|Patient UK||Multiple sclerosis|
Multiple sclerosis or MS is thought to be a neuroinflammatory disease meaning that the immune system of the individual attacks the protective membrane called the Myelin Sheath that covers the axon of the neurons similar to electrical wire insulation. Damage to Myelin Sheaths interrupts the communication between the brain and the rest of the body.
There are two different types of cells that are responsible for myelinating or insulating the neurons:
- The first type of cell are the Oligodendrocytes that are responsible for myelinating the axons of the Central Nervous system or the CNS, which consists of the Brain, Spinal Cord and optic nerves.
- The Schwann cells are the second types of cells which are responsible for myelinating the Peripheral Nervous System or the PNS, which consists of the nerves and ganglia outside of the brain and spinal cord. The main function of the PNS is to connect the CNS to the limbs and other organs.
Risk factors for Multiple Sclerosis:
There are several factors that may increase the risk of developing MS:
- Age. MS can occur at any age, but most commonly affects people between the ages of 15 and 60.
- Sex. Women are about twice as likely as men are to develop MS.
- Family history. If one of the parents or siblings of the individual has had MS, they are at higher risk of developing the disease.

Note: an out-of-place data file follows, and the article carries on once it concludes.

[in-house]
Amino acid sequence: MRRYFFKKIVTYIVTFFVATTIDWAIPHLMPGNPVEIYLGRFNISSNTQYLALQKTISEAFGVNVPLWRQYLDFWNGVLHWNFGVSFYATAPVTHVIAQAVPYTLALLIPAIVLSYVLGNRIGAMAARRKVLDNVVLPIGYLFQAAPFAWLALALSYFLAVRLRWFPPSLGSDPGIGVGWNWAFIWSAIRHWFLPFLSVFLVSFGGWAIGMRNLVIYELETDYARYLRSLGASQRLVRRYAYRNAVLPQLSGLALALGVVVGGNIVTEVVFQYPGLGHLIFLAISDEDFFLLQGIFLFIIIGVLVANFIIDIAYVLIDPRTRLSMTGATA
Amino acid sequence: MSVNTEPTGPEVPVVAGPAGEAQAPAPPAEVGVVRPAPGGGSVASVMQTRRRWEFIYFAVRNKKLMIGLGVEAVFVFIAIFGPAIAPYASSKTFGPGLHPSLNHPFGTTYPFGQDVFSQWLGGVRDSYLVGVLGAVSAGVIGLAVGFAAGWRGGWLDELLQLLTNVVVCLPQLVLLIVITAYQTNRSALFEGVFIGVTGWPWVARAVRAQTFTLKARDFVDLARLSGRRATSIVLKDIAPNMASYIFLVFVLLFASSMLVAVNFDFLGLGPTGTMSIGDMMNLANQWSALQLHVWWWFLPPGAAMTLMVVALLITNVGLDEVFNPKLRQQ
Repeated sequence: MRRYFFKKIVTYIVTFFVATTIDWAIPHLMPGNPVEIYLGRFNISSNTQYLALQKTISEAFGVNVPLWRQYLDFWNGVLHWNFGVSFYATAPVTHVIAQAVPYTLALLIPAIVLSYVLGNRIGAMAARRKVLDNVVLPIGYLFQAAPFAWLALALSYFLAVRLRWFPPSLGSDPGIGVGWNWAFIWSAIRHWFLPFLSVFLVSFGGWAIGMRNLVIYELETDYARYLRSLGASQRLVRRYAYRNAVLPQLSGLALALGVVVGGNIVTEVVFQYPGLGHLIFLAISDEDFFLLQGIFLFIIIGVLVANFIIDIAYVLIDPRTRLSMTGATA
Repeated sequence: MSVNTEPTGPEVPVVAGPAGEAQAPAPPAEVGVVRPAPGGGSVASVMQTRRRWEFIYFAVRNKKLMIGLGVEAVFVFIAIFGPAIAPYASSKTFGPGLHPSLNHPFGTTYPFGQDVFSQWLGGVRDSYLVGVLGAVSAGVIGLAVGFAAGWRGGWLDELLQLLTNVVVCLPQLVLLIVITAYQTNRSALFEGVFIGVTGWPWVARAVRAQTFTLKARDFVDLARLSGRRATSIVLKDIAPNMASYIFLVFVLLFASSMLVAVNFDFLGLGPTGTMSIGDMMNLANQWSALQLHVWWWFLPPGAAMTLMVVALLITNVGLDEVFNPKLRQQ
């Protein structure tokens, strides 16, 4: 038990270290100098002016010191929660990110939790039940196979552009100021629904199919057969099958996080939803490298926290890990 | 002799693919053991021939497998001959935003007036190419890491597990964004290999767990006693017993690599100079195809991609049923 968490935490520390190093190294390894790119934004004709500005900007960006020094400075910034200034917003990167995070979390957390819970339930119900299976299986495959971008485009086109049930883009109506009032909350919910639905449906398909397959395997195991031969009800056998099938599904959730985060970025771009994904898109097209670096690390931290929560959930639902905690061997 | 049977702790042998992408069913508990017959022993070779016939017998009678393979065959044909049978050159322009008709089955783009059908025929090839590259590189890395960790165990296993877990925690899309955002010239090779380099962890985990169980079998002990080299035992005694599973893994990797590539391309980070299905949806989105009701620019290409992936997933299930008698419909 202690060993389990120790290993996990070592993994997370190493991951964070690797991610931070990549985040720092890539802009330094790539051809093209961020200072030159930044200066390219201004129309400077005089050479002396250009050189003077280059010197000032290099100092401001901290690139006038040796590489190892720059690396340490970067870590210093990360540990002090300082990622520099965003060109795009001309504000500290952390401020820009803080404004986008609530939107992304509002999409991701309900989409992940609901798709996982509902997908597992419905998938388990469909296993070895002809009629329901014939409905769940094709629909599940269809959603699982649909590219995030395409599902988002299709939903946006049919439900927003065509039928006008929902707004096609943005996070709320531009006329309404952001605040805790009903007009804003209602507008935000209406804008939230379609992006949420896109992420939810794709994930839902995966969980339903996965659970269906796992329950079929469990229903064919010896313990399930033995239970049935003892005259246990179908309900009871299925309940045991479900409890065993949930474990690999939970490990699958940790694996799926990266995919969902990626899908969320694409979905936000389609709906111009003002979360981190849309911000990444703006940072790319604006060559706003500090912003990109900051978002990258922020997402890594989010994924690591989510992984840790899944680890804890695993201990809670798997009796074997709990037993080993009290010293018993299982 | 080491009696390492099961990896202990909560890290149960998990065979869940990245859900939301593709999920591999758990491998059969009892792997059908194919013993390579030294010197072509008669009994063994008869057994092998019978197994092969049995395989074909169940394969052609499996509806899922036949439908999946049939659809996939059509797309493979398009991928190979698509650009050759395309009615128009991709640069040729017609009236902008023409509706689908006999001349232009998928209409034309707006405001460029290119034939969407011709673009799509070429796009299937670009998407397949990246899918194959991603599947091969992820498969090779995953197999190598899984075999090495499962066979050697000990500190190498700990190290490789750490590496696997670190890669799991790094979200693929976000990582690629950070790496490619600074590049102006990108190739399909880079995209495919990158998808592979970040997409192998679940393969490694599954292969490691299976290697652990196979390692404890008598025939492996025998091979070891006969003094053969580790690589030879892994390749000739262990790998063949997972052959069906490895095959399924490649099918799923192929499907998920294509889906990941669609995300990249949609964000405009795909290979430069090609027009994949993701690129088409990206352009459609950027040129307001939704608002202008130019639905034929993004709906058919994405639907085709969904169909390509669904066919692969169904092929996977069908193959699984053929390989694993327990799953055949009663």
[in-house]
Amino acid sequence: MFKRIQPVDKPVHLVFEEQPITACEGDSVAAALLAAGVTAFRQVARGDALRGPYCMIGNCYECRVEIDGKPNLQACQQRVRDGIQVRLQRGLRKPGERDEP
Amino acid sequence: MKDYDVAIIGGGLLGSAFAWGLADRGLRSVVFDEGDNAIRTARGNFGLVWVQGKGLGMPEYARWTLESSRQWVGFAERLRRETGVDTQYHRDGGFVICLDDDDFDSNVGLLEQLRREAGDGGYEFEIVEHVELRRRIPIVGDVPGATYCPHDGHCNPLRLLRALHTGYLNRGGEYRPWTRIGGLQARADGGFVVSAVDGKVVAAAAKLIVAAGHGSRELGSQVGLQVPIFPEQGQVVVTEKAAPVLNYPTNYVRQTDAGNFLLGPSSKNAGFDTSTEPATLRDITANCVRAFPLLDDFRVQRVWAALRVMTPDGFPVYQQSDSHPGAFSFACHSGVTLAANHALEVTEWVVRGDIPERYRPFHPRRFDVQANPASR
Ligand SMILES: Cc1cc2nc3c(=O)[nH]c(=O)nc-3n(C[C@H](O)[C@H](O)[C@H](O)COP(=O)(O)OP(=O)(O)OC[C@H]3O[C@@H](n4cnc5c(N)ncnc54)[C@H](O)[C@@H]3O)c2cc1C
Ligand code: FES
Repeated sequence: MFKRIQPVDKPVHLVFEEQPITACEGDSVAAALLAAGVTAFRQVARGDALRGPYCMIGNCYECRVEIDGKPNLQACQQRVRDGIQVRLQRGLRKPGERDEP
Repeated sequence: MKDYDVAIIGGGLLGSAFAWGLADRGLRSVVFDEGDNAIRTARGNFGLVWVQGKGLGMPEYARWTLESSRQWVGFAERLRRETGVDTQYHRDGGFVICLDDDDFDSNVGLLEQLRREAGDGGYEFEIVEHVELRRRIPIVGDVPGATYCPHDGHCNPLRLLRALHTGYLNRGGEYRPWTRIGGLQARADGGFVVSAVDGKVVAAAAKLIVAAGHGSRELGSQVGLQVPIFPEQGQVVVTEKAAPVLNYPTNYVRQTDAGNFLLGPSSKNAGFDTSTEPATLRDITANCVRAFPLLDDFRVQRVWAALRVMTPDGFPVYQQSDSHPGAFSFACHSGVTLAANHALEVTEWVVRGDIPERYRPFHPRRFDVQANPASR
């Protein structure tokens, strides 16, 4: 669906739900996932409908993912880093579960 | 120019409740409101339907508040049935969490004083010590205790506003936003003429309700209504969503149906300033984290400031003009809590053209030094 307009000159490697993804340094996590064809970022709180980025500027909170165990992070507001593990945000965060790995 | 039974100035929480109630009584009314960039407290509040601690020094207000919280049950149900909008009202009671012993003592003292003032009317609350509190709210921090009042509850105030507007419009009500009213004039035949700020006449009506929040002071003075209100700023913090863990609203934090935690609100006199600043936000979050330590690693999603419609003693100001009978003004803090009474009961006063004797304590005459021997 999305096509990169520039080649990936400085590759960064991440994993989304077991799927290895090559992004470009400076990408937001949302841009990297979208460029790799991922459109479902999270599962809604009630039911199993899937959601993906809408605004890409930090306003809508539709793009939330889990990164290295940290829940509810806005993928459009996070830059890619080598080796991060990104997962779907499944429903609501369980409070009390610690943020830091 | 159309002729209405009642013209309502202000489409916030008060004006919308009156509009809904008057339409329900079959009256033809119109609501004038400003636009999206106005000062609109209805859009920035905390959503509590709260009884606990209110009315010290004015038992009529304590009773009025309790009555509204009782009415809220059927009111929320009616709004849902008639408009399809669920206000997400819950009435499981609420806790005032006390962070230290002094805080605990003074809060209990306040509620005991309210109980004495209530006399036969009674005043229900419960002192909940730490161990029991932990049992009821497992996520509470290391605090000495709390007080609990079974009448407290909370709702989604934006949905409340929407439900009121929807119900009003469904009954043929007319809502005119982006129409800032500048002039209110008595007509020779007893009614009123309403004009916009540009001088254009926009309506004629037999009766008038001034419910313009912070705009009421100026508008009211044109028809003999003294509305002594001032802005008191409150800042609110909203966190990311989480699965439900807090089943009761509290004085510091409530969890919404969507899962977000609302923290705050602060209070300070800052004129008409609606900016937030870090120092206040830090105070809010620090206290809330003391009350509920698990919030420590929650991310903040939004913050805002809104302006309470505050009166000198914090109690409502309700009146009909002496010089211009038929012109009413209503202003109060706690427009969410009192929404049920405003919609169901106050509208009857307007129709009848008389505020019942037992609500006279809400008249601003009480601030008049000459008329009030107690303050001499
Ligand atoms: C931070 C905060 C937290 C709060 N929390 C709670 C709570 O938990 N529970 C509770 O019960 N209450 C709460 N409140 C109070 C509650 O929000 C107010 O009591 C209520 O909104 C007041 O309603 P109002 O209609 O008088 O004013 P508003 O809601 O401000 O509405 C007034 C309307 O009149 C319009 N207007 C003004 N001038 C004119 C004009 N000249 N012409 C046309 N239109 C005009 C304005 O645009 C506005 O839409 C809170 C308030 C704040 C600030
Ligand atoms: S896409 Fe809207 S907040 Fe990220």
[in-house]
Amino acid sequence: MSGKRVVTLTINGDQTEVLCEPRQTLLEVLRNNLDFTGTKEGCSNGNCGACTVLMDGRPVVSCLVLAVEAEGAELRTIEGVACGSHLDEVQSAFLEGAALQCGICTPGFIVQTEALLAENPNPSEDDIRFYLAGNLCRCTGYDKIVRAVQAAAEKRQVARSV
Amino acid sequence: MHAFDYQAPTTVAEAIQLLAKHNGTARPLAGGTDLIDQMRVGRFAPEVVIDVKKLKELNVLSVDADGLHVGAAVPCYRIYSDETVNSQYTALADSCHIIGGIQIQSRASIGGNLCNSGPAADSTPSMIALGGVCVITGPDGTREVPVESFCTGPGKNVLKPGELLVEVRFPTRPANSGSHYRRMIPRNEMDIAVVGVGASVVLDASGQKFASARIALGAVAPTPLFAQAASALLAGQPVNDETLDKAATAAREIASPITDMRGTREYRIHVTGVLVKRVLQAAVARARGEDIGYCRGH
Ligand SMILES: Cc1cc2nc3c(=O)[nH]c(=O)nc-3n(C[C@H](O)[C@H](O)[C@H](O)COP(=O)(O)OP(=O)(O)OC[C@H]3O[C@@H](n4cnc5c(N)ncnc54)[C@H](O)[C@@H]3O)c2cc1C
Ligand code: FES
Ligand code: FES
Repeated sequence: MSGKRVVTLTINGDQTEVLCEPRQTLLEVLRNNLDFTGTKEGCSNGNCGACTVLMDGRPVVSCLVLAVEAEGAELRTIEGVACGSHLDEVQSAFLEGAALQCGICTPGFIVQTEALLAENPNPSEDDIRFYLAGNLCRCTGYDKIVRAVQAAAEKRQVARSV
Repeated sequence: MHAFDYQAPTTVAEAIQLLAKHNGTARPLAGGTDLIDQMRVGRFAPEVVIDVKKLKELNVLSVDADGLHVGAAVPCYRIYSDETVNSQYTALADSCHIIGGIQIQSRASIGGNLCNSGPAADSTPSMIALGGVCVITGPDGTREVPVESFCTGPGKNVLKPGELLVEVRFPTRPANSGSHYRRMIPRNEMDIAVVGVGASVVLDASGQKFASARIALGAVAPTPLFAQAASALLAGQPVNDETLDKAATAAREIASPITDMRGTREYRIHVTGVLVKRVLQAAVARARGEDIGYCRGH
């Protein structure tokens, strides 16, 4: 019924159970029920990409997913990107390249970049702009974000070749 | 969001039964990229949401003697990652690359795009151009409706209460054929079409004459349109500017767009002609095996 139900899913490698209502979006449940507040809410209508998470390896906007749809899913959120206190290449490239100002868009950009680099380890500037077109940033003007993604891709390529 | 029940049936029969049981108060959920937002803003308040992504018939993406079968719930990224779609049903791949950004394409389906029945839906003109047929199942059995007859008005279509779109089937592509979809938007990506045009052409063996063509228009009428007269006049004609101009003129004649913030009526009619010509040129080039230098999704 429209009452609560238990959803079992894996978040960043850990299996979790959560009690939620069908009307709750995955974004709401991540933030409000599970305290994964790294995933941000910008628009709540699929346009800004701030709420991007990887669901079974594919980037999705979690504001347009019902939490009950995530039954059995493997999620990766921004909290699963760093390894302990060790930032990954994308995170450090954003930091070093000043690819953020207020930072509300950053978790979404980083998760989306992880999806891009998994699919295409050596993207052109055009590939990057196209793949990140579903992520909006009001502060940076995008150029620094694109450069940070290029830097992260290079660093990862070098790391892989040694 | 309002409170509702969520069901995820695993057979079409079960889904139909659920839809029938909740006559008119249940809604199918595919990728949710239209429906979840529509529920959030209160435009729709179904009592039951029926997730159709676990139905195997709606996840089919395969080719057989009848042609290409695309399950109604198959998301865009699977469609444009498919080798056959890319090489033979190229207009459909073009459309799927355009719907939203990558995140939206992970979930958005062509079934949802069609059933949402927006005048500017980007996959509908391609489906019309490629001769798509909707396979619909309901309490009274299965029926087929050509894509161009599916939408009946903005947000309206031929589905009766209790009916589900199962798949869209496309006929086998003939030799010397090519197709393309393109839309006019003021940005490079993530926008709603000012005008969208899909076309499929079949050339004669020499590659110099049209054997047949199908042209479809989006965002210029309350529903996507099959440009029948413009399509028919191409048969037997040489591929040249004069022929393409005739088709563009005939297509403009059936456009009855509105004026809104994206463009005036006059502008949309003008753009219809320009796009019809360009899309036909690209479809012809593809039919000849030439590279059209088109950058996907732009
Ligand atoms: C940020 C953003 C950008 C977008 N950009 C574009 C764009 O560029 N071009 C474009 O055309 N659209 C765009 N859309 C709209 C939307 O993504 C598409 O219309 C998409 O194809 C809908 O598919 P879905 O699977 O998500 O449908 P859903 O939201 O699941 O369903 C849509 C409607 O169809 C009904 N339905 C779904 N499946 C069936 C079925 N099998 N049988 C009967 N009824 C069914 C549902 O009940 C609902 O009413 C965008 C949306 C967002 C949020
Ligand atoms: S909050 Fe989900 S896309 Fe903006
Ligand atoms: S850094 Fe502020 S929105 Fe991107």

- Certain infections. A variety of viruses have been linked to MS, including Epstein-Barr virus, which causes infectious mononucleosis.
- Race. White people, specially those of Northern European descent, are at highest risk of developing MS.
- Cold climate. MS is far more common in countries with cold climates, including southern Canada, northern United States, New Zealand, southeastern Australia and Europe.
- Sunlight and vitamin D. A number of studies have suggested that people who spend more time in the sun and those with relatively high levels of vitamin D are less likely to develop MS. Researchers believe that vitamin D may help regulate the immune system in ways that reduce the risk of MS.
Certain autoimmune diseases. Individuals who have other autoimmune disorders such as thyroid disease, type 1 diabetes or inflammatory bowel disease such as Ulcerative colitis or Crohn’s disease, have a slightly higher risk of developing MS.
- Smoking. Smokers who experience an initial event of symptoms that may signal MS are more likely than nonsmokers to develop a second event that confirms relapsing-remitting MS.
Signs and Symptoms of Multiple Sclerosis:
Because symptoms come and go in the majority of people with MS, the presence of symptoms is called an attack. Recovery from symptoms is referred to as remission, whereas a return of symptoms is called a relapse. This form of MS is therefore called relapsing-remitting MS, in contrast to a more slowly developing form called primary progressive MS. Progressive MS can also be a second stage of the illness that follows years of relapsing-remitting symptoms.
The symptoms include: